Tuesday, September 23, 2008

Replacing self-seekers with visionaries

The high and mighty leaders of the political-economic cabal that has lorded over our nation for the past twenty-two years since Edsa I are in a quandary. As they hitched the Philippines onto the West’s economic system, preaching the infallibility of “free market” and private capitalism, they have dishonestly promised global prosperity and progress from the “efficiency” of free market competition and the compassion of so-called “corporate social responsibility.”

The 80’s Thatcherite and Reaganomics did just that, spurring deregulation and privatization everywhere. And with the fall of socialist Soviet Russia, it seemed the triumph of the capitalist “free trade” model was further set in stone, leading its adherents to propagate this doctrine even more.

Given these seemingly powerful arguments, many Filipinos bought in as the endorsers counted the likes of Cory Aquino, Solita Monsod, Fidel V. Ramos, Gloria Arroyo, Paderanga, etc.

So much was the enthusiasm back then that US historian Francis Fukuyama proposed that the Western capitalist model had ushered in the “End of History” and that no better system could ever be devised again.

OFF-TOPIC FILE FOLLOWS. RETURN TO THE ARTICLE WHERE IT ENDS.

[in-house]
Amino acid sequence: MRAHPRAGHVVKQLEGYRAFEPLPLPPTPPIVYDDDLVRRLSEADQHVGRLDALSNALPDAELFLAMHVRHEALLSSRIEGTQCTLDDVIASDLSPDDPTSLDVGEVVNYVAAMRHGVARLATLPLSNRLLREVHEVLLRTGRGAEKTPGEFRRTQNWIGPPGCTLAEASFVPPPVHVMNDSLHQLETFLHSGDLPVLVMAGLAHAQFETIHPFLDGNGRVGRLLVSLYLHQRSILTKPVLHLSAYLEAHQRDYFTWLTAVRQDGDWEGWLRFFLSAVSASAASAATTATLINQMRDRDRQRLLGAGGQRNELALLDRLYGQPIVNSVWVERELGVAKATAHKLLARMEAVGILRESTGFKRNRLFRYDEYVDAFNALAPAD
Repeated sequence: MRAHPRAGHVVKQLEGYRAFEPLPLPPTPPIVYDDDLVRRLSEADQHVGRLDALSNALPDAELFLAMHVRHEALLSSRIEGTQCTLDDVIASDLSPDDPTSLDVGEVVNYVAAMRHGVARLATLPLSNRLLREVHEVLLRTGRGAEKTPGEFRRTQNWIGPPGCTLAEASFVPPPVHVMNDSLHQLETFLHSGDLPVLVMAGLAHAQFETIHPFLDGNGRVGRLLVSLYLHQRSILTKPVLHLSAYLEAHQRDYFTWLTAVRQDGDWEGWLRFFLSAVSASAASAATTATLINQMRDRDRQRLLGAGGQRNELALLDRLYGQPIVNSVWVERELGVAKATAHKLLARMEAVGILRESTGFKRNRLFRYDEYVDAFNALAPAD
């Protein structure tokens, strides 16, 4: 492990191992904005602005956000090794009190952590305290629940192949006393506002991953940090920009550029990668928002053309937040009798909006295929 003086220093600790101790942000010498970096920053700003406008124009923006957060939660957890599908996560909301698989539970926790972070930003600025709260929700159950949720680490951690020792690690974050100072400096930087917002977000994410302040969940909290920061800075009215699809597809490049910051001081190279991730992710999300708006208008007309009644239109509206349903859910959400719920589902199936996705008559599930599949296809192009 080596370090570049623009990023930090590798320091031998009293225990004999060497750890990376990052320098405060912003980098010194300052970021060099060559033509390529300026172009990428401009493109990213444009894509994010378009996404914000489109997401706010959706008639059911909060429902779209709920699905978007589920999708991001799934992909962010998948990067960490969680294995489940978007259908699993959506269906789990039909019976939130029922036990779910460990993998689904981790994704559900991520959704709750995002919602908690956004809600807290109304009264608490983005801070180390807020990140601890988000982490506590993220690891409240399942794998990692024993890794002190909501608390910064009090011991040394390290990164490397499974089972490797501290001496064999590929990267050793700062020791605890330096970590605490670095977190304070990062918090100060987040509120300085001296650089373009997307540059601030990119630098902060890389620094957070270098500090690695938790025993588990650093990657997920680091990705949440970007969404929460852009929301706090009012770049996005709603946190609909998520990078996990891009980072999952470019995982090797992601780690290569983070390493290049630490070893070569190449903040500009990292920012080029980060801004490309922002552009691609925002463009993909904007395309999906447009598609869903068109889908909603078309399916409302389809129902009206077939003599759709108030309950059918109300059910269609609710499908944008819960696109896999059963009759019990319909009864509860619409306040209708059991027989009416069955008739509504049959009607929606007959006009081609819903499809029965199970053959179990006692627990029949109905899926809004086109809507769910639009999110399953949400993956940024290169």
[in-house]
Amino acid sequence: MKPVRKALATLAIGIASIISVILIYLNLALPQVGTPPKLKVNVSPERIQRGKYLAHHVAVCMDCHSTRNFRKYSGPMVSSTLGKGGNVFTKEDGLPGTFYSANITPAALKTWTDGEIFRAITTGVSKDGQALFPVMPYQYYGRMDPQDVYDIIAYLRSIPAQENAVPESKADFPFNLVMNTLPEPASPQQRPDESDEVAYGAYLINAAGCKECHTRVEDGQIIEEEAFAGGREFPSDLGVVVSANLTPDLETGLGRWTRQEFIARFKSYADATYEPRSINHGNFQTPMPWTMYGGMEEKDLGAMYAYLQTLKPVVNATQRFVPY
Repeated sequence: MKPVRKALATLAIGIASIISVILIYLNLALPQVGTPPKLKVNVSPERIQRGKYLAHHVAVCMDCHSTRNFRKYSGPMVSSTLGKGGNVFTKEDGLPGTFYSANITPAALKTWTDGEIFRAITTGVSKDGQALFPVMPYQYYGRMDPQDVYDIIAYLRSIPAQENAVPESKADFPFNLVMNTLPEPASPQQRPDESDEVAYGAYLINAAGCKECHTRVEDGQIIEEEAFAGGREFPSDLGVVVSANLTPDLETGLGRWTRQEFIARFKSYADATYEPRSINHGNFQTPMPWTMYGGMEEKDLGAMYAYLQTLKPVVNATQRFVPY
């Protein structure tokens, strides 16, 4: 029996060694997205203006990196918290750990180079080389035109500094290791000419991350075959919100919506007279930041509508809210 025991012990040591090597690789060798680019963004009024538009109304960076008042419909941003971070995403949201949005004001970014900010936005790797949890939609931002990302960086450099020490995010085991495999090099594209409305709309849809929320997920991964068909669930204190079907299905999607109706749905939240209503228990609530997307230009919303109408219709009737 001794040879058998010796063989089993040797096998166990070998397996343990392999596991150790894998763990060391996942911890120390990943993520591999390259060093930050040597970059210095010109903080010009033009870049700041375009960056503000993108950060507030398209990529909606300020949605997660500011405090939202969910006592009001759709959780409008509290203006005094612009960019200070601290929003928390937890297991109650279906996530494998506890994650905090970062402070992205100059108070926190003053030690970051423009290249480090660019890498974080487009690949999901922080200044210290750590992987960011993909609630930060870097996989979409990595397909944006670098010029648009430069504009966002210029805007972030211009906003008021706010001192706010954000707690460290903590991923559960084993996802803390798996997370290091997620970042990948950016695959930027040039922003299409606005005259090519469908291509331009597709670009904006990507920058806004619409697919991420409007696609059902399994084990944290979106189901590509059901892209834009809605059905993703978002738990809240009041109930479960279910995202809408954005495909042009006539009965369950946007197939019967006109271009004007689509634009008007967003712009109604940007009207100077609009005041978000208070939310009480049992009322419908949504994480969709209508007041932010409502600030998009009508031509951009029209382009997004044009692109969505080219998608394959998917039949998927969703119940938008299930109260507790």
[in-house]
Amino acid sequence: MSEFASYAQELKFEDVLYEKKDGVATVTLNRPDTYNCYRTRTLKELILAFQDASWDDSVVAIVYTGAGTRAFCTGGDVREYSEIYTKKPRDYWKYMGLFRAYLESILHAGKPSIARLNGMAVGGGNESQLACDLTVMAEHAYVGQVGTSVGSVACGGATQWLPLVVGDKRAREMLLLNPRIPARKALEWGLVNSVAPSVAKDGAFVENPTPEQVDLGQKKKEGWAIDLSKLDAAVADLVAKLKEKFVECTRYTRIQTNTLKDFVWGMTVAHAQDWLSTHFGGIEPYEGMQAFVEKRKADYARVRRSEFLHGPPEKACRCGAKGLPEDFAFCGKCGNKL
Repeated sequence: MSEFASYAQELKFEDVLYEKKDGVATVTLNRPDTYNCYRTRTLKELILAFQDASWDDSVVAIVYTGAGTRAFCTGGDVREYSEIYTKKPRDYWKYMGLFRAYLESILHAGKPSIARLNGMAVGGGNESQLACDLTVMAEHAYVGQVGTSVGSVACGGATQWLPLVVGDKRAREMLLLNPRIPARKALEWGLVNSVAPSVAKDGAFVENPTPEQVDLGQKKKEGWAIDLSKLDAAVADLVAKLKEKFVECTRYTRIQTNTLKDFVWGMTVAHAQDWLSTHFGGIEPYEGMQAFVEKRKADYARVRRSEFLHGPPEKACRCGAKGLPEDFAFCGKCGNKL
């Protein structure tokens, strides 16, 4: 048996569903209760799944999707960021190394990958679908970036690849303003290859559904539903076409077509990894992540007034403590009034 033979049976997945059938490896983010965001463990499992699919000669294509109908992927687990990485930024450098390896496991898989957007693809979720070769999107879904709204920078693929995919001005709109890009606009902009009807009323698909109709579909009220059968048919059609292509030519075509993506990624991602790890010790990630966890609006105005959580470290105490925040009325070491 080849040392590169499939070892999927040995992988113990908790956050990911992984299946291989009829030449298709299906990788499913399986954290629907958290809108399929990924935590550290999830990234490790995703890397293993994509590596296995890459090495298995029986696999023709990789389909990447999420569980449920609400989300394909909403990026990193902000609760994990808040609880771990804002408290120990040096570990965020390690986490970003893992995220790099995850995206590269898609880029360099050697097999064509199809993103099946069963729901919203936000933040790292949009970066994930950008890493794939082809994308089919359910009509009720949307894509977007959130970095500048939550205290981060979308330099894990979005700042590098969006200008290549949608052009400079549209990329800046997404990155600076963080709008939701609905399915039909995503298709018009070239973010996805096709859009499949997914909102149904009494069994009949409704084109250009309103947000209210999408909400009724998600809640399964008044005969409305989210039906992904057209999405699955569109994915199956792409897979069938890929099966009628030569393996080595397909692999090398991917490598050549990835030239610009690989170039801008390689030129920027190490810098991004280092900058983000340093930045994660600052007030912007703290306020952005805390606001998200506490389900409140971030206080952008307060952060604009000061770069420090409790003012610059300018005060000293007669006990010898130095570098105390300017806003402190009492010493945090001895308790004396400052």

A decade later, the Oracle of Omaha, Warren Buffet, the richest billionaire in the world revealed in a CNN interview: “The rich people are doing so well in this country. I mean we never had it so good… It’s class warfare; my class is winning… Right now corporate profits as a percent of GDP in this country are right at the high. Corporate taxes as a percent of total taxes are very close to the bottom.”

The rich people everywhere else in the world, particularly the Philippines, were doing likewise, especially the bankers who, for instance, reveled in the repeal of the Anti-Usury Law, profiting from the currency crisis that shot interest rates over 40 percent in the wake of the Ninoy assassination, as with the local agents of transnational corporations taking over profitable public utilities paid for by public money.